Curated by Jeff Khan
Matthew Bradley presents a mythological version of the future in the form of a Monster Bike. This Meccano-styled, 1 to 1 scale model of a future superbike is part man/ part machine and illustrates a world that is dirty, petrol driven and roboticized.
But his large scale sculptures and video works do not simply represent a defeated and dehumanised vision of supermodern society. Presented alongside a suite of Bradley’s recent projects, Storm Machine invokes the strange beauty and unbound creativity inherent in the construction of seemingly destructive devices and objects.
A member of several bike clubs and a frequent inventor and modifier of bikes, machines and other brutally mechanical, yet finely-engineered contraptions, Bradley’s art practice reflects his deep engagement with the functional, social and aesthetic properties of the objects and subcultures in which he participates. Bradley describes these objects as “releasing themselves to an internal program which relentlessly carries out its mission without distraction, doubt or hesitation. I think of the monster bike as an omen, like a storm on the horizon, it’s coming and I can’t stop it, but I’m not sure I want to.”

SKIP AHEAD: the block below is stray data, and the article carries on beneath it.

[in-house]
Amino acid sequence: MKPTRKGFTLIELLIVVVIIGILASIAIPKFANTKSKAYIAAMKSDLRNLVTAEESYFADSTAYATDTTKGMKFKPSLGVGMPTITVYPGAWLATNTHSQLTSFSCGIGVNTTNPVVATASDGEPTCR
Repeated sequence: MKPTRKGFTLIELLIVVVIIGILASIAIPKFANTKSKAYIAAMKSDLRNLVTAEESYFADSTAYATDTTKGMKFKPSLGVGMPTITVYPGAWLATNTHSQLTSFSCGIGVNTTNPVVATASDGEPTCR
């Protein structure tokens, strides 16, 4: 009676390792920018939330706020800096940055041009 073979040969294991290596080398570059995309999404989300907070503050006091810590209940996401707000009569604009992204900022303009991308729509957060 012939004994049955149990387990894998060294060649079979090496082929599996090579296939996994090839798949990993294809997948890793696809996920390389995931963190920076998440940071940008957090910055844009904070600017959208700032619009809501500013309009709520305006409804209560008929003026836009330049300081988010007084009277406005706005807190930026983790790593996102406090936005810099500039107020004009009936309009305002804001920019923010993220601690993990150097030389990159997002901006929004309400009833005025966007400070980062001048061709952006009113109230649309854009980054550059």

Like harbingers of the future, these machines question who is in control and investigate the mechanics of power, whilst revealing the creative potential inherent in their construction, a process which eludes simple classifications such as ‘destructive’ or ‘violent’. As Bradley goes on to say “my work is an unveiling of violence in an attempt to slow it down, to learn how to manage the power, to store it up and then use it to take over everything and everyone."